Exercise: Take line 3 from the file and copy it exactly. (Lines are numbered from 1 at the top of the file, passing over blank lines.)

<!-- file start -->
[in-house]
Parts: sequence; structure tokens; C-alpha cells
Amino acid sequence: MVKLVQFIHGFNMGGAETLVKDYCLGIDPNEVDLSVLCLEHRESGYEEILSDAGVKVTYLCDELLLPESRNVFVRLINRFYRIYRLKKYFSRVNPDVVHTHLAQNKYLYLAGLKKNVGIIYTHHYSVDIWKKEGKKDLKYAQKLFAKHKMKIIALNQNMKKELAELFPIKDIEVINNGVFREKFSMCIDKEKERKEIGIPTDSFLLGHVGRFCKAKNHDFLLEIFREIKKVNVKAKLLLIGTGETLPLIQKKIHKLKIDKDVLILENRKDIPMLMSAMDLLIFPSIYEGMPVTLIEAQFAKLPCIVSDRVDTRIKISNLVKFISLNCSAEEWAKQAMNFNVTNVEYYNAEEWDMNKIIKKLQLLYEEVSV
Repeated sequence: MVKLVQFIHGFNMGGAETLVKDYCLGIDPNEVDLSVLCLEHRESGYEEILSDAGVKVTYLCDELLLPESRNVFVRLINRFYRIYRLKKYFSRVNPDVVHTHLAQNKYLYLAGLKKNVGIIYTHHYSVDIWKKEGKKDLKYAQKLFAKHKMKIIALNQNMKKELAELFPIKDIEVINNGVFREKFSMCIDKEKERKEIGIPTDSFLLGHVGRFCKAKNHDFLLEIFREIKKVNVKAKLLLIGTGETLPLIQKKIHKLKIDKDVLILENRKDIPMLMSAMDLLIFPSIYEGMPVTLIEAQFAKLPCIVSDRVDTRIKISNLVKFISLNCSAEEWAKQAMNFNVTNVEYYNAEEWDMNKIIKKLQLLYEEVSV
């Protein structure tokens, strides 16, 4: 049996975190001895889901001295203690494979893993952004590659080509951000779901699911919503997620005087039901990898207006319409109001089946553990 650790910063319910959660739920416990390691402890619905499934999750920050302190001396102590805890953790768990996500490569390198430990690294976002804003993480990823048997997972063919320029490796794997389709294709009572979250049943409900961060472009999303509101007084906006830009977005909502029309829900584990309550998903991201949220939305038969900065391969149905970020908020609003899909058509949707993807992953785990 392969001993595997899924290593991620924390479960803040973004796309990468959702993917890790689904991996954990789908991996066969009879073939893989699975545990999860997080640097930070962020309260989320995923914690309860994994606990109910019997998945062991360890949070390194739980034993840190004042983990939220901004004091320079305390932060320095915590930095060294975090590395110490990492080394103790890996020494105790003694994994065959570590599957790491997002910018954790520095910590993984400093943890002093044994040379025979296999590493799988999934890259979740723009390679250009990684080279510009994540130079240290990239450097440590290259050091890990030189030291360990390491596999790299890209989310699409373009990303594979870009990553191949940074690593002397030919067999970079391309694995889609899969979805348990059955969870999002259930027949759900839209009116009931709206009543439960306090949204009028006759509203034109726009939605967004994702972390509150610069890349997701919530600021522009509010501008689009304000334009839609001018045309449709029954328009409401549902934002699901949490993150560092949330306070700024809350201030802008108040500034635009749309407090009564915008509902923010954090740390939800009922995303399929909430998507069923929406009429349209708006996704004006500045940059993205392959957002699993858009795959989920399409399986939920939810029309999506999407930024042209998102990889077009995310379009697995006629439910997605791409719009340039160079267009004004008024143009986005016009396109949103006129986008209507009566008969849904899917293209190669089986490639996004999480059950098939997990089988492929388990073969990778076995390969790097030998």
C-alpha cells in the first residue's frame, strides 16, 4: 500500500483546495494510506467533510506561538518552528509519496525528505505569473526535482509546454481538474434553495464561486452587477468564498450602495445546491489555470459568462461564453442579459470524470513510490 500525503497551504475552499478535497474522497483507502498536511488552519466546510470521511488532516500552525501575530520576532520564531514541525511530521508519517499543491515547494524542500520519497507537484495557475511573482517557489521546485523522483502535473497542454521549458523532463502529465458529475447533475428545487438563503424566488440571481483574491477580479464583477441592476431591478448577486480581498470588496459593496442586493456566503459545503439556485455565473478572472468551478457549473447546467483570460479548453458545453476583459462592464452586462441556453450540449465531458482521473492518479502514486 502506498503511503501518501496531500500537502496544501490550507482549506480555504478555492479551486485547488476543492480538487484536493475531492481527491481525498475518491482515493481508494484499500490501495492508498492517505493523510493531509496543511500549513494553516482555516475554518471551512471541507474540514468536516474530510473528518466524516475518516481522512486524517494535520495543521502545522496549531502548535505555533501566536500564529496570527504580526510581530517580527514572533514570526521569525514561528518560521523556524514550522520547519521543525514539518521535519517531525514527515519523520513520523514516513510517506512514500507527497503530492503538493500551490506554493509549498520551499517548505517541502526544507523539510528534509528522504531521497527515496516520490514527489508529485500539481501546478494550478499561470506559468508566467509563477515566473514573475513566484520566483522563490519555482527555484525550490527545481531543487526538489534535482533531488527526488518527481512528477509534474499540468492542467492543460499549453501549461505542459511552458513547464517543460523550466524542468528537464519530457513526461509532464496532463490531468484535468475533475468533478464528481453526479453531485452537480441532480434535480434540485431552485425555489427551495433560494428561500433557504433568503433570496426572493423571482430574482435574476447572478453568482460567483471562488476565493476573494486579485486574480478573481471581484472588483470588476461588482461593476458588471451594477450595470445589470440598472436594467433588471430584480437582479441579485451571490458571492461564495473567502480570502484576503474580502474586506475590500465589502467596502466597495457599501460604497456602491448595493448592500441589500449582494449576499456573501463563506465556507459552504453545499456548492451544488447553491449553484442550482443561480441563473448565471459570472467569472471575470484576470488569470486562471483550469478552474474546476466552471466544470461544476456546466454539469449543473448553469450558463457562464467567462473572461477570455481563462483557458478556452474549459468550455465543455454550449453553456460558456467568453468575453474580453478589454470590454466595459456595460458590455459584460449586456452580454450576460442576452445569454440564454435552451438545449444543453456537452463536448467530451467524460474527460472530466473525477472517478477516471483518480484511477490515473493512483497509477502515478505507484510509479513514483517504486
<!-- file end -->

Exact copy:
Amino acid sequence: MVKLVQFIHGFNMGGAETLVKDYCLGIDPNEVDLSVLCLEHRESGYEEILSDAGVKVTYLCDELLLPESRNVFVRLINRFYRIYRLKKYFSRVNPDVVHTHLAQNKYLYLAGLKKNVGIIYTHHYSVDIWKKEGKKDLKYAQKLFAKHKMKIIALNQNMKKELAELFPIKDIEVINNGVFREKFSMCIDKEKERKEIGIPTDSFLLGHVGRFCKAKNHDFLLEIFREIKKVNVKAKLLLIGTGETLPLIQKKIHKLKIDKDVLILENRKDIPMLMSAMDLLIFPSIYEGMPVTLIEAQFAKLPCIVSDRVDTRIKISNLVKFISLNCSAEEWAKQAMNFNVTNVEYYNAEEWDMNKIIKKLQLLYEEVSV